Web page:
Have you ever sat down and created a list of all the jobs you’ve worked during your life? The number may astonish you. My number astonishes me when I look at my list!
But what also astonishes me is that the approach to finding a new job and getting hired has its own set of unspoken and somewhat complex steps that one must follow in order to be successful.
For the purposes of not driving readers and job-seekers crazy who are reading this post, we’re going to focus on only one of the parts of your interview: asking pointed and targeted questions during your interview that communicate three things to your potential boss:
- You’re actually interested in the job and you’ve done your research on the role that you’re being interviewed for. This is important to show your potential employer because there are many job seekers who forget to research the roles that they are applying for.
- You’re motivated on a professional and personal level. No one wants to hire a person who lacks motivation. They are annoying to work with.
- You’re actively engaged in your interview. Basically, you’re not going to sit in the interview and say nothing to the interviewers.
There is an art to asking the RIGHT interview questions and not alienating or freaking out a potential new employer. Before you begin asking questions, remember that each job has its own specific set of questions that you should ask.
Questions for a leadership role.
If you’re applying for a leadership role, then the questions you ask should also include things such as:
What leadership style are you looking for?
How many people would the person in this role be supervising?
But, to keep things simple, in this post we’re going to assume that everyone is applying for mid-level administrative/management roles without supervisory duties.
First, be aware that there are some questions that you do need to be cautious about asking when speaking with your potential new employer during an interview.
If you’re aware that you’re interviewing for a role that you consider to be a short-term opportunity, and only have plans on working just for 2 or 3 years in that role, don’t let it slip that you’re not going to be there for the long-run. Most employers expect potential employees to leave within two to three years, but they like to pretend otherwise.
Questions for entry-level positions.
If you’re applying for an entry-level job here is a list of questions that may be appropriate to ask your interviewers. You do have to feel out the energy of the interview before asking them. Each interview has its own dynamic so you will have to play this by ear.
Examples of questions to ask include the following:
How do you see the person in this role supporting the overall mission of the department that they are in and the mission of the organization?
This question is important to ask because it helps you know where you stand in the organization AND it helps you know how the tasks you may work on are viewed by your potential colleagues.
What opportunities are there for advancement for the person in this role?
There is nothing worse than being hired for a job and there is nowhere to go in the position. If that’s the case you as the interviewee may make the decision that this is not the role for you OR that it’s a short-term opportunity until you find an opportunity in another organization.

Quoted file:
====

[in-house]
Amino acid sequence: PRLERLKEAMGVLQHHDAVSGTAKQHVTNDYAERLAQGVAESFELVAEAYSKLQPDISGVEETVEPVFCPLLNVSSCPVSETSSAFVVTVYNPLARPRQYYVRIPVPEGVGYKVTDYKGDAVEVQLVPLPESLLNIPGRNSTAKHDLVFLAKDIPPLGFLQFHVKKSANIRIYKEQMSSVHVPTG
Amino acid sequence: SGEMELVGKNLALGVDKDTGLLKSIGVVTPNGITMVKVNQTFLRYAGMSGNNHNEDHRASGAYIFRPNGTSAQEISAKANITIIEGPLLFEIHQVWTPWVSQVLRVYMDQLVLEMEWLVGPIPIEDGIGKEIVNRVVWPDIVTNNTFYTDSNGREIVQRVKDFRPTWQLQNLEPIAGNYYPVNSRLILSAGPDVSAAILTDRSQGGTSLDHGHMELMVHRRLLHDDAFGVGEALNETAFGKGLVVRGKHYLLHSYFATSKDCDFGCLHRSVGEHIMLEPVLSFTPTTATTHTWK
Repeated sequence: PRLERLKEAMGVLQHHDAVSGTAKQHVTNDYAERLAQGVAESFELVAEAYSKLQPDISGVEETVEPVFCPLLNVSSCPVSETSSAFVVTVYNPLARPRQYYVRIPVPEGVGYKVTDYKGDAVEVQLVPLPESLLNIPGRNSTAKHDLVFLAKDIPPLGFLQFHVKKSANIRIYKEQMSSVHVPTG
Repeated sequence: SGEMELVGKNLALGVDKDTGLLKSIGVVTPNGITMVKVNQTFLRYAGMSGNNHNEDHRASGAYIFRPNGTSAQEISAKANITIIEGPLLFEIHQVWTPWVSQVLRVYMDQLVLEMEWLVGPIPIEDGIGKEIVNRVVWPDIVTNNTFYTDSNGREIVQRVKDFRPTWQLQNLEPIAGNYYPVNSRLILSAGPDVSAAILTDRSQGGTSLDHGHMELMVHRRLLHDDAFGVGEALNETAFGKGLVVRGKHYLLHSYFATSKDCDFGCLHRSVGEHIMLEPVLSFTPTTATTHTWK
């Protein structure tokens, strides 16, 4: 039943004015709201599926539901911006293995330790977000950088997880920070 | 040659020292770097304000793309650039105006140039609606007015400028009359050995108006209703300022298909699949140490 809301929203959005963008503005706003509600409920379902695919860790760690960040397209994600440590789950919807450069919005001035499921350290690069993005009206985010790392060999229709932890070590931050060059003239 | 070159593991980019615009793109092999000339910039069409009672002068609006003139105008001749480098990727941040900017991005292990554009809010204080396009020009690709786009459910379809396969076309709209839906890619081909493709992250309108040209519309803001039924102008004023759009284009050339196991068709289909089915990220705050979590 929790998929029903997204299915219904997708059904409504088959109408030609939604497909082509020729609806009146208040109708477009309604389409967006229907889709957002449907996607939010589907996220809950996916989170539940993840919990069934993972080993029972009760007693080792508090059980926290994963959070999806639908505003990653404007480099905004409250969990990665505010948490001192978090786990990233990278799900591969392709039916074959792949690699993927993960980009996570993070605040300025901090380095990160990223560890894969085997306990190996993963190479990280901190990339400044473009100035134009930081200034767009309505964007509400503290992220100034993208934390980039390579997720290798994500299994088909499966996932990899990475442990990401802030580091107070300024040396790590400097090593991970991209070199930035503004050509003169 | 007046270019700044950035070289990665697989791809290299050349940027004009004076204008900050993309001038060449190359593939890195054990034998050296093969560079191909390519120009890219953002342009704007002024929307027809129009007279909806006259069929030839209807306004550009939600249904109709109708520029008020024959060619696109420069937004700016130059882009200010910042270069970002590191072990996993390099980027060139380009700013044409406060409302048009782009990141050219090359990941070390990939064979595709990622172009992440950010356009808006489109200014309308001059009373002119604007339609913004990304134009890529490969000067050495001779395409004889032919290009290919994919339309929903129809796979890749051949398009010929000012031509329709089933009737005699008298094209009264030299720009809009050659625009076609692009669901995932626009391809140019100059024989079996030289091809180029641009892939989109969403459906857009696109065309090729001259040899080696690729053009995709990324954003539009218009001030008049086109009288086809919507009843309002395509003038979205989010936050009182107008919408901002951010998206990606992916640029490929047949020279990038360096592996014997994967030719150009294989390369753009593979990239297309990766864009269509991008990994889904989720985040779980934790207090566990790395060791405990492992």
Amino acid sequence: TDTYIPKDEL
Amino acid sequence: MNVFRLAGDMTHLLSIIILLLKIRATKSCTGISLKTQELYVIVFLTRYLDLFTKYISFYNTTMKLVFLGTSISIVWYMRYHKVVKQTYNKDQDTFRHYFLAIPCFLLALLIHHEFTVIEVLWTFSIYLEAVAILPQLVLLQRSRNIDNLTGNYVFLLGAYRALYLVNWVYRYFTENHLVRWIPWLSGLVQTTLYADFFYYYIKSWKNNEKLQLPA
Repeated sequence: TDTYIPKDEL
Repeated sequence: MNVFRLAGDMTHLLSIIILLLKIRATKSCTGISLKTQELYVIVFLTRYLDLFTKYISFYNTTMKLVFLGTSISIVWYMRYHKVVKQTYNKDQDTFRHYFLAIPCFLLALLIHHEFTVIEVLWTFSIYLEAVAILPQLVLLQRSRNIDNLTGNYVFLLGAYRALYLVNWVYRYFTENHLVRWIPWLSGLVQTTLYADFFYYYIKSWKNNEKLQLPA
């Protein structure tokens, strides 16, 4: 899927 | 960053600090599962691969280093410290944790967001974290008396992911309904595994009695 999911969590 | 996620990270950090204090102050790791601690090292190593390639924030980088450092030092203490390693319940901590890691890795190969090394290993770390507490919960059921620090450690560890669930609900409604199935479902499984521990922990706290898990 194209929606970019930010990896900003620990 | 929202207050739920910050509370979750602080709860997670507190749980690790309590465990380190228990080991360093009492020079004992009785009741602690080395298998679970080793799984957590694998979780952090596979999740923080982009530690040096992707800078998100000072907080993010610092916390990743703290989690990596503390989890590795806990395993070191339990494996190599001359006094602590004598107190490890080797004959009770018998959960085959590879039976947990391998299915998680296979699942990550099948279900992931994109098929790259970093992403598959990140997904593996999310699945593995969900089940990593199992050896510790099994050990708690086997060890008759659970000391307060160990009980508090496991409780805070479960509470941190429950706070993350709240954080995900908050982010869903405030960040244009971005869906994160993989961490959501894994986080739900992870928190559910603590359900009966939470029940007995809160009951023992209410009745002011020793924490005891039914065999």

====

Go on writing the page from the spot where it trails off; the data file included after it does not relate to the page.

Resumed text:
How do you evaluate people in this role?
Job evaluations are a huge part of how you get raises, promoted, and get the feedback needed to better your job performance.
If the organization gives feedback in a way that you’re philosophically opposed to, such as having your colleagues’ give input on your performance evaluation or a scoring system, you need to know so that you can strategically work in such a way to earn positive reviews because you understand how you will be evaluated.
By the way, I absolutely hate having colleagues comment on your job performance because more often than not, you may have a colleague who can’t stand you. And, if a colleague can’t stand you it makes sense that they may be less inclined to give you a fair job assessment.
Do you know your non-negotiables?
What benefits do you offer?
Is flex-time important to you?
Life insurance, health insurance, etc?
What’s your maternity/paternity leave like?
Be careful with this question because potential employers may worry that you’re about to have a baby. Is it the type of organization where there may be the potential work from home? If the interviewer hasn’t answered these questions, it’s reasonable to ask them.
What is the company culture like?
Do you have to wear suits/dresses?
Have casual Fridays?
Are there events after normal business hours and do you have to show up?
But, before you begin asking these questions make sure to do your due diligence and research the organization as much as you possibly can. Then, be honest about what you’re looking for in any future role you may be interviewing for. What is a non-negotiable for you? What are you willing to compromise on?
Knowing your non-negotiables will create a framework for which questions you should be asking during your next interview.
Have you used any of these questions in a job interview? Do you have any other good ones to add? Let us know in the #Adulting Facebook community.